UPDATE: Manhunt.net's response is here.
[NOTE: This is part two of a two part story] Yesterday I told you about how a Argentinean man living in Mexico was able to use an online gay chat-room to lure a man who had drugged and robbed a friend a week earlier and had him arrested by the Mexican police back in July ("Putocop nabs thief who prayed on gay men online").
Well, there is another angle to the story unrelated to the main one and perhaps you will figure it out by comparing at the photo of the Argentinian hero, Fernando Gabriel Vega (above), and the captured assailant, Agustín Javier Vidal Dionicio (below).
Here is the thing: The part I left out from the La Reforma article I quoted on Sunday was that they reached out to the Mexican representative of Manhunt.net to flesh out information about gay online social sites. Turns out they have a spokesperson based in Mexico named Javier Spinozza and here is what he said in defending such sites:
"More than simply bedding someone and 'If I see you I won't remember,' gays use chats to have a 'freebie,' what is called 'sex friends'" (hm, reminds me of the recent 'I touch and I leave' sex craze in Argentina).
Hm, OK. So far so good. I guess? But when asked why some would use images online that might show themselves looking better than in real life (Dionicio didn't even show his face on his gay.com profile and Vega was able to entice him by sending images from his own gay.com profile), Spinozza says:
"More than anything it's because here in Mexico we are not a country with an Aryan race; there are many mutants, girlfriend, so, if they don't send you a photo, be weary!"
Aryan race? Mutants? Girlfriend? Oh my!
At least one Mexican LGBT-rights activist is up in arms: In a long-ass 'Open Letter to Manhunt.net' sent to several online networks in mid-September, media watchdog Sergio Alan Villarreal spends too much time writing about the virtues of gay online social sites, congratulating the young Spinozza for being chosen as Manhunt.com's Mexican spokesperson, and thanking him for their corporate support for this year's first ever International March Against Stigma, Discrimination and Homophobia.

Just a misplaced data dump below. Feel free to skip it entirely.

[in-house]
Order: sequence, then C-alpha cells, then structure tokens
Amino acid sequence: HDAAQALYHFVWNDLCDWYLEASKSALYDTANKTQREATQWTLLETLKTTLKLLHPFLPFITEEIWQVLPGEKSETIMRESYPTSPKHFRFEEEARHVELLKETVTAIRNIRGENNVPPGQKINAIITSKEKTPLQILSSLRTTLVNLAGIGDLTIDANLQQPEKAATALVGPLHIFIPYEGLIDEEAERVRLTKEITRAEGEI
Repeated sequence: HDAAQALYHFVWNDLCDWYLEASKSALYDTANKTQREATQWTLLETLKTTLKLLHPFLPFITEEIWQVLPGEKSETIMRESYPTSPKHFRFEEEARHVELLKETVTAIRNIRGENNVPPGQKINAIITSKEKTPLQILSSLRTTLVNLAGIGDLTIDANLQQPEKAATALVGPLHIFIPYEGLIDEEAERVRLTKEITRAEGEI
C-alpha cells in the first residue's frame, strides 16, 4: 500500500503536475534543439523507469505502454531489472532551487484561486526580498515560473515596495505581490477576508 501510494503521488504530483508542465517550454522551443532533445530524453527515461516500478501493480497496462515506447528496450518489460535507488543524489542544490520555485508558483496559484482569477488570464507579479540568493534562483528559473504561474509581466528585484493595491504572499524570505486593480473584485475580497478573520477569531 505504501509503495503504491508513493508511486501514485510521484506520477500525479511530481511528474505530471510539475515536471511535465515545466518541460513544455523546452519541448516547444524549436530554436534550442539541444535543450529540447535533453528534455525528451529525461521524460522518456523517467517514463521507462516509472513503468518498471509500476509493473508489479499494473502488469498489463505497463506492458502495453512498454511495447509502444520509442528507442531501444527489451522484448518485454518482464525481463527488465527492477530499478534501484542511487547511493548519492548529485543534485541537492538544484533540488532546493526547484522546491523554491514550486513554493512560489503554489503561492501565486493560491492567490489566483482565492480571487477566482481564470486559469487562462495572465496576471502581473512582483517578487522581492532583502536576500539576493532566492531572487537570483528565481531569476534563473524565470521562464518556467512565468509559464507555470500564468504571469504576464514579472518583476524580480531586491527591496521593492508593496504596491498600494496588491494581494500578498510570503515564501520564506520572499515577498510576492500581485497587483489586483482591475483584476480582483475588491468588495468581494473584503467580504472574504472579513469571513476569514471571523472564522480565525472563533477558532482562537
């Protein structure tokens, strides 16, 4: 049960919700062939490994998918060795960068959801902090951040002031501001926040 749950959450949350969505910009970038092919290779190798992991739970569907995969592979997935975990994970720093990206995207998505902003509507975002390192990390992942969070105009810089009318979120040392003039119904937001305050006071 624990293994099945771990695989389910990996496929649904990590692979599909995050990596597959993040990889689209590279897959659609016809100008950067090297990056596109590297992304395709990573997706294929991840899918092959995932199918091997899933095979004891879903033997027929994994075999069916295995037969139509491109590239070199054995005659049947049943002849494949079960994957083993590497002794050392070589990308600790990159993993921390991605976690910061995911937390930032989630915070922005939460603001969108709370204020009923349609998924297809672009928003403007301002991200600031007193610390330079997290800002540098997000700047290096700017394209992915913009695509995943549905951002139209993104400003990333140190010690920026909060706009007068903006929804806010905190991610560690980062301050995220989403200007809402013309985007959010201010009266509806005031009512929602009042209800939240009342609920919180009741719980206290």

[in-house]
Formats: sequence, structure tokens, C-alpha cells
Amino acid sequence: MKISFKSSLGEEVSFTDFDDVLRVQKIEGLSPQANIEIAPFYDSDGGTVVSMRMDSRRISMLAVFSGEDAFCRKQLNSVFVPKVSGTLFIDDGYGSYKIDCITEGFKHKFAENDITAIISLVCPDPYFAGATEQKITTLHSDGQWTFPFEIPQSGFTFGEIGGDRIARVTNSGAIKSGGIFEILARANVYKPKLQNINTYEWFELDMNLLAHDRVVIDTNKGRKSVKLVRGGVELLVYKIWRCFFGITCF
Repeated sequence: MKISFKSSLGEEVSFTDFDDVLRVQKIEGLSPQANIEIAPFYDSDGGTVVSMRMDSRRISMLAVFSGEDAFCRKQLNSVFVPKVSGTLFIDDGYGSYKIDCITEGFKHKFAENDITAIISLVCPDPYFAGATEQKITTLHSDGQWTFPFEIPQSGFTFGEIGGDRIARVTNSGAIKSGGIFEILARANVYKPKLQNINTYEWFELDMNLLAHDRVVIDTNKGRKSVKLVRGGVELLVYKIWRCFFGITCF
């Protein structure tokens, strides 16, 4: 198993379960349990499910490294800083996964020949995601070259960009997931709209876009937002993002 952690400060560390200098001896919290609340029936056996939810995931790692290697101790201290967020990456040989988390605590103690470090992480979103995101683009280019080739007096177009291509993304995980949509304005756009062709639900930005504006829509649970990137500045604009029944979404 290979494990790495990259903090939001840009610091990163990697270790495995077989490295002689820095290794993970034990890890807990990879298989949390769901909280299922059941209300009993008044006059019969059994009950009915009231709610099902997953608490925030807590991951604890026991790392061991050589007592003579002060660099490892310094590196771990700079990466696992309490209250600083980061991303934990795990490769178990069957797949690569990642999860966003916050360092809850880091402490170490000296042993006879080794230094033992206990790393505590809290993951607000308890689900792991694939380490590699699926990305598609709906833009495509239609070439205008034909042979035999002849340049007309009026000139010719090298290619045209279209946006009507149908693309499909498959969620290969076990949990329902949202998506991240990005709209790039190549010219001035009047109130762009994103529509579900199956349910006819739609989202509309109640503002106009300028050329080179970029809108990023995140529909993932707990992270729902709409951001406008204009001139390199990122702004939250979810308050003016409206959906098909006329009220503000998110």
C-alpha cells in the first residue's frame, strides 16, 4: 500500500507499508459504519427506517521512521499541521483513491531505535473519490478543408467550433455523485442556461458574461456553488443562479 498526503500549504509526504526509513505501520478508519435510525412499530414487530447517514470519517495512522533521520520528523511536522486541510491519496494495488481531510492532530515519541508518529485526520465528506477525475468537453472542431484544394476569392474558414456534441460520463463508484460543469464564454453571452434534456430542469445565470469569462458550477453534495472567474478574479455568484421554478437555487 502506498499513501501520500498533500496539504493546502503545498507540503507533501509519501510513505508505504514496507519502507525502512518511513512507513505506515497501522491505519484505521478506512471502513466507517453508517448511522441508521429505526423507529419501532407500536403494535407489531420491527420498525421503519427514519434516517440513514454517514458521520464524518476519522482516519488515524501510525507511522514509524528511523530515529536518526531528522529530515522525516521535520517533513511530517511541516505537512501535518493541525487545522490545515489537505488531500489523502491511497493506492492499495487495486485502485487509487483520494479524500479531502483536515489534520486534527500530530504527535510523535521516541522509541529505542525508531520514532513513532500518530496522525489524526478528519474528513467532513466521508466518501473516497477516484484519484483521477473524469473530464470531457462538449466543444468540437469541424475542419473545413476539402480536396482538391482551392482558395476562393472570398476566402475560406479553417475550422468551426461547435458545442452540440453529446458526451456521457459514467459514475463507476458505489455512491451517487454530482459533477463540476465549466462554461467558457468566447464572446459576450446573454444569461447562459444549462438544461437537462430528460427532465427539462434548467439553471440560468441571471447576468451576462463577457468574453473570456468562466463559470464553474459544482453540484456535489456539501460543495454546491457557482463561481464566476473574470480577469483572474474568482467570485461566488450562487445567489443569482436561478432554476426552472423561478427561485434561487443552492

And then he gets to the nitty-gritty:
"In Mexico, as in many other Latin American countries, we carry the heavy burden of cultural colonialism which persists through publicity messaging which are transmitted in a general manner through a few influential communication media, as well as through movies, television programs - of local and foreign origin - and printed press of all forms."
Hm. OK, I guess that's not 'getting' to the nitty-gritty in one fell swoop. He goes on and on. And on. But then he gets to the nitty-gritty?
"To affirm that 'in Mexico we are not a country of an Aryan race' and that 'there are many mutants' here while making a reference to beautiful people in the Manhunt.net context is not precisely a measure of social sensibility or of slight courtesy of those who are an important part of your meta market. For this reason I request in a friendly and respectful manner that you reconsider your attitude with respect to these issues, considering that these kind of expressions are understandable in the cultural surrounding that we have inherited but before which it is urgent to revisit and transcend in their more significant paradigms."
OMG. Sorry. I have to take a breather.
But I'll make it easier for him: A Manhunt.net representative in Mexico (of all places) arguing that the reason that fewer Mexicans show their true face on the site is because the Aryan race is not predominant in the country - and then calling most Mexicans "mutants?" - Yikes!! I just got the vapors!
Racial dynamics on these sites are sometimes charged with baggage but don't ya think these statements are a tad across the line?
The South and black folks, and some "blackish" white people. - I have to agree with Louisiana Senator Mary Landrieu's statement about how blacks are treated in her part of the country. *"Louisiana Democrat Sen. Mary La...
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